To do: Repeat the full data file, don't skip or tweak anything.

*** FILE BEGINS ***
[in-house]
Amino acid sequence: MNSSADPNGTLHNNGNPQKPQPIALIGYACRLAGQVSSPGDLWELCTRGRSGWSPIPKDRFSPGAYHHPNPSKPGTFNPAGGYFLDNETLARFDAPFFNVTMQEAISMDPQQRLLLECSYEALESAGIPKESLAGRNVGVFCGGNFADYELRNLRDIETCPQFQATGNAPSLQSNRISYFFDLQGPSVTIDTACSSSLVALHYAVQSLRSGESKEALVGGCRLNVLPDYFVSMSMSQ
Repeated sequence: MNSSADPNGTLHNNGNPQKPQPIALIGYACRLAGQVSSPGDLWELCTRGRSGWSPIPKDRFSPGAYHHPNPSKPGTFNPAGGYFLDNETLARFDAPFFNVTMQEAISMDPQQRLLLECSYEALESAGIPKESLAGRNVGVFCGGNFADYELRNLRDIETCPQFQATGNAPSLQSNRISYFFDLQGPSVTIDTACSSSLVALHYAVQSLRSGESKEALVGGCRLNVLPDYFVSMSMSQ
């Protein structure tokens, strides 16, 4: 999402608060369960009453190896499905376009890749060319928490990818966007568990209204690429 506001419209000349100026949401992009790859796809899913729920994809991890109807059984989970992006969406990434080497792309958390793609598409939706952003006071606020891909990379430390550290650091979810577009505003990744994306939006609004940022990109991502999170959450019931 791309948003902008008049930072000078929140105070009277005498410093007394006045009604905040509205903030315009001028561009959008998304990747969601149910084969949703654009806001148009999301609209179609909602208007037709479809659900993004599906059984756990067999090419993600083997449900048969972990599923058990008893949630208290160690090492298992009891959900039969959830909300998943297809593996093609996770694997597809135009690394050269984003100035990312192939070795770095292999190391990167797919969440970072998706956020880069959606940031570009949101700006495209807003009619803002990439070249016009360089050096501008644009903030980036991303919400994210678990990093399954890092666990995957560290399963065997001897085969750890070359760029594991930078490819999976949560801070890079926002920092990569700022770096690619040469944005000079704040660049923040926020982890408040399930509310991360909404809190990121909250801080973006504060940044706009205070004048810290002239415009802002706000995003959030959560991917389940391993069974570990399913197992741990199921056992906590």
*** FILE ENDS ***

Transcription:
[in-house]
Amino acid sequence: MNSSADPNGTLHNNGNPQKPQPIALIGYACRLAGQVSSPGDLWELCTRGRSGWSPIPKDRFSPGAYHHPNPSKPGTFNPAGGYFLDNETLARFDAPFFNVTMQEAISMDPQQRLLLECSYEALESAGIPKESLAGRNVGVFCGGNFADYELRNLRDIETCPQFQATGNAPSLQSNRISYFFDLQGPSVTIDTACSSSLVALHYAVQSLRSGESKEALVGGCRLNVLPDYFVSMSMSQ
Repeated sequence: MNSSADPNGTLHNNGNPQKPQPIALIGYACRLAGQVSSPGDLWELCTRGRSGWSPIPKDRFSPGAYHHPNPSKPGTFNPAGGYFLDNETLARFDAPFFNVTMQEAISMDPQQRLLLECSYEALESAGIPKESLAGRNVGVFCGGNFADYELRNLRDIETCPQFQATGNAPSLQSNRISYFFDLQGPSVTIDTACSSSLVALHYAVQSLRSGESKEALVGGCRLNVLPDYFVSMSMSQ
């Protein structure tokens, strides 16, 4: 999402608060369960009453190896499905376009890749060319928490990818966007568990209204690429 506001419209000349100026949401992009790859796809899913729920994809991890109807059984989970992006969406990434080497792309958390793609598409939706952003006071606020891909990379430390550290650091979810577009505003990744994306939006609004940022990109991502999170959450019931 791309948003902008008049930072000078929140105070009277005498410093007394006045009604905040509205903030315009001028561009959008998304990747969601149910084969949703654009806001148009999301609209179609909602208007037709479809659900993004599906059984756990067999090419993600083997449900048969972990599923058990008893949630208290160690090492298992009891959900039969959830909300998943297809593996093609996770694997597809135009690394050269984003100035990312192939070795770095292999190391990167797919969440970072998706956020880069959606940031570009949101700006495209807003009619803002990439070249016009360089050096501008644009903030980036991303919400994210678990990093399954890092666990995957560290399963065997001897085969750890070359760029594991930078490819999976949560801070890079926002920092990569700022770096690619040469944005000079704040660049923040926020982890408040399930509310991360909404809190990121909250801080973006504060940044706009205070004048810290002239415009802002706000995003959030959560991917389940391993069974570990399913197992741990199921056992906590």